University of California

Presentations 2016

Kimmelshue, Joel

Presentation Title
Remotely Sensed Crop Mapping Applications for Water Resource Management and Decision Support
Institution
Land IQ
Video
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kimmelshoe1
Abstract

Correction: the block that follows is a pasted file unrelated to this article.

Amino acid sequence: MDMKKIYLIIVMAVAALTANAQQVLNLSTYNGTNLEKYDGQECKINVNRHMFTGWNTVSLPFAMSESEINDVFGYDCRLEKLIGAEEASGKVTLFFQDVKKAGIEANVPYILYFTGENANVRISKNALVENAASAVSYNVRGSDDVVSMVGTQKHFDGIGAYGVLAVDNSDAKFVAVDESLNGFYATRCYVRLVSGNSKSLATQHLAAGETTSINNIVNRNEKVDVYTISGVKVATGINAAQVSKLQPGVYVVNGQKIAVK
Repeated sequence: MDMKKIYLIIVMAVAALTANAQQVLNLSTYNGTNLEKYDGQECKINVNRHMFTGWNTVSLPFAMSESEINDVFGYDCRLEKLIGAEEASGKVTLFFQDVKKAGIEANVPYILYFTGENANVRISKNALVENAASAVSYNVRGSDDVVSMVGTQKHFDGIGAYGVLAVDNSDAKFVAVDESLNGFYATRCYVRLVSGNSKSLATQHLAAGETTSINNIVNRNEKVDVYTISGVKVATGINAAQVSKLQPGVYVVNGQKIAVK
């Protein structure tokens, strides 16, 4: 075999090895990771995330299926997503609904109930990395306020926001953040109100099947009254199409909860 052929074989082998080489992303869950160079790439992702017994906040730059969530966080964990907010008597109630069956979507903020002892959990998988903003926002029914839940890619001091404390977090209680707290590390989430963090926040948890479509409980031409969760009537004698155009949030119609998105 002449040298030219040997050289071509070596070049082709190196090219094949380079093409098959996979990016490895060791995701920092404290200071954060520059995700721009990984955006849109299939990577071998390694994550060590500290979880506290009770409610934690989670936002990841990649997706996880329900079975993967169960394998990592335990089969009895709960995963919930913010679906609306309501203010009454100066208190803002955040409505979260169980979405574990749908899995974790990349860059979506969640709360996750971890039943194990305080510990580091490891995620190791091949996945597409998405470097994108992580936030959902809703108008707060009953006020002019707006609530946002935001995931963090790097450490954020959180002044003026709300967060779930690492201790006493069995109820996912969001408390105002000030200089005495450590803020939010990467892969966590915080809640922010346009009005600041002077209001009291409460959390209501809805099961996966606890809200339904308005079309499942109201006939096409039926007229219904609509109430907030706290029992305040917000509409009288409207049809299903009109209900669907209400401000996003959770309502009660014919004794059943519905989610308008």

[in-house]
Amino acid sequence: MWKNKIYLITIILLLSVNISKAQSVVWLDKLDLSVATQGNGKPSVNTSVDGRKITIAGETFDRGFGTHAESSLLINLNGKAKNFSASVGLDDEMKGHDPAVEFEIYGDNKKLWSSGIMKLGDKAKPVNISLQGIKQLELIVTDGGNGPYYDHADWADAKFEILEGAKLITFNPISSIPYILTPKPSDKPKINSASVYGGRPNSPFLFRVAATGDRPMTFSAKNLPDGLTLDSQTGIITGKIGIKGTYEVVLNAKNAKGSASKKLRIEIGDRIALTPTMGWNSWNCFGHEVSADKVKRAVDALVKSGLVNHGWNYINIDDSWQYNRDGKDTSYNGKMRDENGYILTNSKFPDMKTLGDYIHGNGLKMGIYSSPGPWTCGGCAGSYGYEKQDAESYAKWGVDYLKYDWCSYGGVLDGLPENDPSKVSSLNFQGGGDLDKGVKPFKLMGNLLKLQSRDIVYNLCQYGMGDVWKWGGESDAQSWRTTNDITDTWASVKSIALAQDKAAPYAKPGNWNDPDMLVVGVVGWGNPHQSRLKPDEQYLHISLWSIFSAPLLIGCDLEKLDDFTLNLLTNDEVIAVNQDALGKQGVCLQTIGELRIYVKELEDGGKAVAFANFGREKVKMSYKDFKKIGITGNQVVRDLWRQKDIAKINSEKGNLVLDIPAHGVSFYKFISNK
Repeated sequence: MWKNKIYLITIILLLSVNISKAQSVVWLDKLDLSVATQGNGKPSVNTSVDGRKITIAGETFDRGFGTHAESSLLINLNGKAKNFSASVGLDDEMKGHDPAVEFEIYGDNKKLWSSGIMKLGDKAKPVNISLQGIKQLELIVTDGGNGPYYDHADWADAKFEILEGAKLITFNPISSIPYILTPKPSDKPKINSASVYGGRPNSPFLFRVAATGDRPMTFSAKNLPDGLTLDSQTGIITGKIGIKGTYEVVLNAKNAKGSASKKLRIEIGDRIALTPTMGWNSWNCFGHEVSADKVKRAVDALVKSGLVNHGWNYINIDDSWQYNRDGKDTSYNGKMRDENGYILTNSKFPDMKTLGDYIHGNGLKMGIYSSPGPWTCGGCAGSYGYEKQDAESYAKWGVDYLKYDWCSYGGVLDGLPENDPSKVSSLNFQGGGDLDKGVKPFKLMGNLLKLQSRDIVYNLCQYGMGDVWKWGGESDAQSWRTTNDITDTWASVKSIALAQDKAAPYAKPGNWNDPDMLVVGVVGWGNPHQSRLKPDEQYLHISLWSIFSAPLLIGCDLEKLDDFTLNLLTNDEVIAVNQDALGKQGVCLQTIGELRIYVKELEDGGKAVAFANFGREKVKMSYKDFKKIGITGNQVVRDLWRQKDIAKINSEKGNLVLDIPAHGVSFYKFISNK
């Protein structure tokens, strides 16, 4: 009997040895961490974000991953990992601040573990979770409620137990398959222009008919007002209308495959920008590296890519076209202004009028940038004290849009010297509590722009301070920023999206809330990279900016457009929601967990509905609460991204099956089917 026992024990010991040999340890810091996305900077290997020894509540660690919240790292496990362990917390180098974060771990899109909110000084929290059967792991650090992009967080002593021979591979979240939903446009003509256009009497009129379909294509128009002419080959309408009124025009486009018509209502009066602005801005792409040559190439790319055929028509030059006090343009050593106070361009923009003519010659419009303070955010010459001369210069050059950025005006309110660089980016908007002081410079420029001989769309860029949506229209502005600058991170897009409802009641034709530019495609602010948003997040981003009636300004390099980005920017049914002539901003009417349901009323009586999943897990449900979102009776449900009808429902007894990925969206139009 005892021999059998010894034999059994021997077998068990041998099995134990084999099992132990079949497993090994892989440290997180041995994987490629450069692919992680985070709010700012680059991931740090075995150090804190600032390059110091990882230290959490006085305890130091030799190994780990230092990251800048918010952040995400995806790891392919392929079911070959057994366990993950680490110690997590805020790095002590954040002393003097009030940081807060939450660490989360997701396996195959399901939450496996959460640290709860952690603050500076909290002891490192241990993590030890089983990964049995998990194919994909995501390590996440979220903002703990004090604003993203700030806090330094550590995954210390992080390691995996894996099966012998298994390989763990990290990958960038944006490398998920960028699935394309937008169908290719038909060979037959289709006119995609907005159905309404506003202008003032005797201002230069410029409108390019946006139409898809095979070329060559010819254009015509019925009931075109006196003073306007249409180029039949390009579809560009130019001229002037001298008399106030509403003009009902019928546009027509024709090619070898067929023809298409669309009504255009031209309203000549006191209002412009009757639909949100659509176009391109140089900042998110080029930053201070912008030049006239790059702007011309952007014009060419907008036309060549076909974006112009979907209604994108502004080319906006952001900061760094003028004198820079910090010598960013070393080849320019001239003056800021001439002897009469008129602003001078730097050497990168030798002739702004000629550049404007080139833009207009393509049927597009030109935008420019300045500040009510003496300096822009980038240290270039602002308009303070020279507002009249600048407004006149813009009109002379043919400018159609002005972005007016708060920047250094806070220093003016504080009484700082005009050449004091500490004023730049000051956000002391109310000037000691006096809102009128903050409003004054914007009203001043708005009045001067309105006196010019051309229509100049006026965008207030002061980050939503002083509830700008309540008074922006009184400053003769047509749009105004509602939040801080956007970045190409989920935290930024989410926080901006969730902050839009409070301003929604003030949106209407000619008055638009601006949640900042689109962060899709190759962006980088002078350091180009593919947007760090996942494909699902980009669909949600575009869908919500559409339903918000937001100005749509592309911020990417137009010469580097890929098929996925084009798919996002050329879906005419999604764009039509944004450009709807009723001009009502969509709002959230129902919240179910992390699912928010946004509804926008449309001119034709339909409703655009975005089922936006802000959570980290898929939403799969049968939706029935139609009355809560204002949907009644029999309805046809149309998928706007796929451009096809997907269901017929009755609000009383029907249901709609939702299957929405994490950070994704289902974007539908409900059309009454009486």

Accurate and current information on constantly changing agricultural acreage and distribution of crops is critical for environmental, economic and resource management applications. Land use, resource optimization, and economic models and planning significantly depend on accurate spatial land use data, specifically crop type and change. It is important to understand the impacts of crop type and distribution, crop change, acreage, permanent crop age and associated production practices on resource issues such as water quality, water supply, groundwater depletion/recharge, and economic factors. Conversely, environmental factors, such as climate change and sensitive habitats, increasingly influence how much and where these crops are grown. For these purposes, as well as many others, a current spatial mapping base layer is integral for effective resource analysis and decision-making. Past efforts to categorize and/or spatially map land use (specifically field by field agricultural production) throughout the Central Valley of California has either been:• accurate, but intermittent and not spatially contiguous (e.g. CA Department of Water Resources crop mapping)• frequent and spatially contiguous, but with marginal accuracy (e.g. USDA Crop Data Layer)• spatially contiguous, but lacking in specific crop granularity (e.g. CA Department of Conservation Farmland Mapping)• detailed, but incomplete and not spatial (e.g. grower surveys)As a result, there is currently no highly accurate, spatially contiguous, field scale agricultural land use mapping product. In response to this need, detailed crop mapping has been completed across the state of California. Methods have been developed to accurately and efficiently map field-scale crop coverage with remotely sensing techniques. Field-scale information is important because it accurately characterizes acreage irrigated and it captures variability in crop production within parcels or operations. The result is an accurate spatial database of individual crops throughout the state of California with accuracies exceeding 95%. These data are being used to inform decisions on water resource management, support and greatly refine models, evaluate groundwater recharge suitability, and better assess the role of agriculture in management and sustainability of surface and groundwater resources. These data are also integral to the assessments that will be needed as future Groundwater Sustainability Agencies respond to the Sustainable Groundwater Management Act requirements. Growers, industry, regulators, government agencies, and commodity groups also benefit from applying spatial data for land use change, crop type, location, permanent crop age, and density for management of environmental resources and proximity to sensitive areas of water quality, air quality, disease/pest vectors, etc. Collectively, remotely sensed crop mapping data are valuable for:• Surface & groundwater modeling and assessments of groundwater pumping• Groundwater Recharge Enhancement • Evapotranspiration estimations and models (remotely sensed and conventional)• Permanent crop age determination to further refine water use assessments • Permanent (“hard” water requirements) vs. annual crops and locations• Economic & land use trend analysis• Drought and climate change impact analysis• Fallowing trends and locations• Water use efficiency & water infrastructure planning

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